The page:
Kiffe Kiffe what?
Well, the title is a play on words. Kif-kif is Arabic slang that means “same old, same old” and kiffer (used mainly by young teens in France) kind of means ‘to be crazy for’.
“…it’s just kif-kif tomorrow. Same shit, different day.”
This book is a different look at life in France, one from the perspective of a teenager of Moroccan descent. Her father has returned to Morocco to start a different family there – i.e. one with a son. And so her mother has to work desperately hard at a housekeeping job in a crappy motel.
“Everyone calls her ‘Fatma’ at the Formula 1. They shout at her all the time, and keep a close watch on her to make sure she doesn’t steal anything from the rooms.
Of course Mom’s name isn’t Fatma, it’s Yasmina. It must really give Monsieur Winner a charge to call all the Arabs ‘Fatma’, all the blacks ‘Mamadou’, and all the Chinese ‘Ping-Pong’. Pretty freaking lame.”
Doria is 15 so you can expect all the usual teenager problems and angst. And being abandoned by her father, she feels lost.
“What a shitty destiny. Fate is all trial and misery and you can’t do anything about it. Basically no matter what you do you’ll always get screwed over.”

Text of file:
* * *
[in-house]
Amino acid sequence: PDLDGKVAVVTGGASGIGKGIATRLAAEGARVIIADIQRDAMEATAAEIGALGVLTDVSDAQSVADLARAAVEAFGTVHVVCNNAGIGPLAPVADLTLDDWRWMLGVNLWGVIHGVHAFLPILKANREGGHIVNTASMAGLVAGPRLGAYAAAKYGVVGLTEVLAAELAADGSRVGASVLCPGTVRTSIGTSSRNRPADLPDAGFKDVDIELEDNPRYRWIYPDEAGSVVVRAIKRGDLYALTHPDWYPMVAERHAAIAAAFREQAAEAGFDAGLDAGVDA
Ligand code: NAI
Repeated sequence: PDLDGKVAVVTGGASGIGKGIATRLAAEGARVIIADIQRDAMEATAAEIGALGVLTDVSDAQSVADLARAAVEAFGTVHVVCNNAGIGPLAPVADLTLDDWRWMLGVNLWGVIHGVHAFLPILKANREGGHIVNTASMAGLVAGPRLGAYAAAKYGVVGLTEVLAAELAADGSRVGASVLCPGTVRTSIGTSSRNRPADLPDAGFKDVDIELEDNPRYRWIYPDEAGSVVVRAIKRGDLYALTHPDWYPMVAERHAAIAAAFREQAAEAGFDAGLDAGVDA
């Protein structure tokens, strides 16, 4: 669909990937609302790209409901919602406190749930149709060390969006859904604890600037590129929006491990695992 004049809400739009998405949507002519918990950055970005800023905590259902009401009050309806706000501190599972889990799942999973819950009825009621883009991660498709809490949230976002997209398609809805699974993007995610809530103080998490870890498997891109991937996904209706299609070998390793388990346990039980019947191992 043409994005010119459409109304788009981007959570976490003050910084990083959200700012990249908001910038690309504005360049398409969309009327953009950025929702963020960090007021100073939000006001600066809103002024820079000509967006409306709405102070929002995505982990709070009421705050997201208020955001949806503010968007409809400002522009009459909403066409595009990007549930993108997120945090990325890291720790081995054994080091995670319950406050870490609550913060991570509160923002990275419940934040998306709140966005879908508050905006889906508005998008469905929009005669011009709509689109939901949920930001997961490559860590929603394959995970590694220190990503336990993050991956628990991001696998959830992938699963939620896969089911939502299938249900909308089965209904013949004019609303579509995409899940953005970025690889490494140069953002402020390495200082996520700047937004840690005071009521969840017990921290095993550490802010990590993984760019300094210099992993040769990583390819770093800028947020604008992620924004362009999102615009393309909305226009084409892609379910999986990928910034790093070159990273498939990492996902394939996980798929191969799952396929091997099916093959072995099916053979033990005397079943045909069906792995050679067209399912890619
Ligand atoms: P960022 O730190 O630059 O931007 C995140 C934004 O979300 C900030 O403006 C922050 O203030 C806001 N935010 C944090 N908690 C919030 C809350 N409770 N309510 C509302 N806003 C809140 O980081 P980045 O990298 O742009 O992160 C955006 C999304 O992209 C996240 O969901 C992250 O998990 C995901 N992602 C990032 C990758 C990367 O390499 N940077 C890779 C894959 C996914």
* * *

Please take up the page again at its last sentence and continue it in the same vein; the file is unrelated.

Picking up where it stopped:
But it’s an especially interesting one as she is a young Muslim girl in France. For instance, she has to get her mother to write her note explaining that she won’t be eating in the school cafeteria because it’s Ramadan, and the principal thinks she forged it because her mother’s signature is a poor one.
Her family is poor and they survive on help from their neighbours, the grocer letting them rack up a bill, and this being France, help from the government – social workers come by and Doria even gets access to a psychologist. But it’s not an easy life for Doria, who doesn’t do well in school, doesn’t seem to have many friends, and has to wear horrible hand-me-down clothes. TV is her main escape.
It is perhaps the ordinariness of her life that appeals to me. That she is just a regular teenager living in France, her life isn’t terribly full of drama in the YA sense – some stuff happens to people in the neighbourhood but you wouldn’t find it hard to believe that this happens out there in the world today.
“Once, he told my mom that in ten years on this job, this was the first time he’d seen ‘people like you with only one child.’ He was thinking ‘Arabs,’ but he didn’t say so.”
I don’t read much translated French literature. And I find it difficult to name any contemporary French writers. Muriel Barbery is the only contemporary translated French author whose work I have recently read. (Please enlighten me!).
And perhaps because of this, I felt that it was rather refreshing reading this authentic teenager’s voice by French-Algerian writer Faïza Guène. This first book of hers was published in 2004 when she was just 19 years old. It’s been translated into 22 different languages. Kiffe kiffe demain was translated into English in 2006 under the title Kiffe Kiffe Tomorrow.
She’s had another of her books translated into English, it’s called Men Don’t Cry.